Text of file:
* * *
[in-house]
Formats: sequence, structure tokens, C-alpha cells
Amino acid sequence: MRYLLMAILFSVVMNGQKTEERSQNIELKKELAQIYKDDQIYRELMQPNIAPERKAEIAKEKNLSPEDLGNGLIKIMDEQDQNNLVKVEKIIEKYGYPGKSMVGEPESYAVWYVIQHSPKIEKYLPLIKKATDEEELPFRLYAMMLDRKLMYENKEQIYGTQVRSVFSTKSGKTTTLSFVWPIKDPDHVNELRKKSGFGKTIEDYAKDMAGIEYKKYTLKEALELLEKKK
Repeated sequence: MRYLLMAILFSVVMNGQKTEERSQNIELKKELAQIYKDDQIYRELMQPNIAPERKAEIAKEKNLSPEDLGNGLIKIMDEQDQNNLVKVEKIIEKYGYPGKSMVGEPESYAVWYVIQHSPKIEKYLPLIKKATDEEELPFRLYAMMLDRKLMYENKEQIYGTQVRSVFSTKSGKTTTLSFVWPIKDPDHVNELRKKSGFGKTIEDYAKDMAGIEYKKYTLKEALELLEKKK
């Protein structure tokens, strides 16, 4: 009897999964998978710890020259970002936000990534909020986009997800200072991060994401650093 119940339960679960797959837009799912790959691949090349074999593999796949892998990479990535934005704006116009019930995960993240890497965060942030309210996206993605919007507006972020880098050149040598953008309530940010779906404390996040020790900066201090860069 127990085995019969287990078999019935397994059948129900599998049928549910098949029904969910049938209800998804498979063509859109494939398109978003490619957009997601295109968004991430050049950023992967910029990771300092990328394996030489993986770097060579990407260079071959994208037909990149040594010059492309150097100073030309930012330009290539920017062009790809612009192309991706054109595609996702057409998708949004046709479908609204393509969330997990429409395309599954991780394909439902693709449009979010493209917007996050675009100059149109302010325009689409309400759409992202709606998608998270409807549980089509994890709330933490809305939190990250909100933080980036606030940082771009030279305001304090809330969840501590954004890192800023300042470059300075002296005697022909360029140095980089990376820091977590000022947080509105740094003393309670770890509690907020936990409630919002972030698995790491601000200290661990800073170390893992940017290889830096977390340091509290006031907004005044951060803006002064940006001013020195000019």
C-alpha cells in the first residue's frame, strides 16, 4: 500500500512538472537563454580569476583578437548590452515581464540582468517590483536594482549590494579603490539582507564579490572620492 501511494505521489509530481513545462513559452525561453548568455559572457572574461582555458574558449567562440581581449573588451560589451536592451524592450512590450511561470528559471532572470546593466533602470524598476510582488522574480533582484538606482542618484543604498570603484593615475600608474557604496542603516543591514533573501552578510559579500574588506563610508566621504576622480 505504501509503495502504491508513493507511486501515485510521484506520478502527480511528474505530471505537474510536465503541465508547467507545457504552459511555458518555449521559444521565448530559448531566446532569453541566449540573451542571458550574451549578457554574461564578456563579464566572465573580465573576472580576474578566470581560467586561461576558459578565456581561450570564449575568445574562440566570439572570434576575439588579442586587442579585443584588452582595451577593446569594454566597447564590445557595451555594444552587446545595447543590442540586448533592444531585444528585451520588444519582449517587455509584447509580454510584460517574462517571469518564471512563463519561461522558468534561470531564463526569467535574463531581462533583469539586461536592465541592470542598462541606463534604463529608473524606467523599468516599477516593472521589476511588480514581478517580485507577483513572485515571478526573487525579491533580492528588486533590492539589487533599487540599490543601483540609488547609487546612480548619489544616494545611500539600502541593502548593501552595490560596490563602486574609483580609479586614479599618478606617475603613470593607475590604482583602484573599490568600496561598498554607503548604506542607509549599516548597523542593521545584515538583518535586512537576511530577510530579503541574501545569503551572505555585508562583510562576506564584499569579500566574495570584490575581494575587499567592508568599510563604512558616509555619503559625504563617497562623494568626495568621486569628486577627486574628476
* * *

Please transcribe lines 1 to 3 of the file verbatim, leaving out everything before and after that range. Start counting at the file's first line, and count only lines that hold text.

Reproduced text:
[in-house]
Formats: sequence, structure tokens, C-alpha cells
Amino acid sequence: MRYLLMAILFSVVMNGQKTEERSQNIELKKELAQIYKDDQIYRELMQPNIAPERKAEIAKEKNLSPEDLGNGLIKIMDEQDQNNLVKVEKIIEKYGYPGKSMVGEPESYAVWYVIQHSPKIEKYLPLIKKATDEEELPFRLYAMMLDRKLMYENKEQIYGTQVRSVFSTKSGKTTTLSFVWPIKDPDHVNELRKKSGFGKTIEDYAKDMAGIEYKKYTLKEALELLEKKK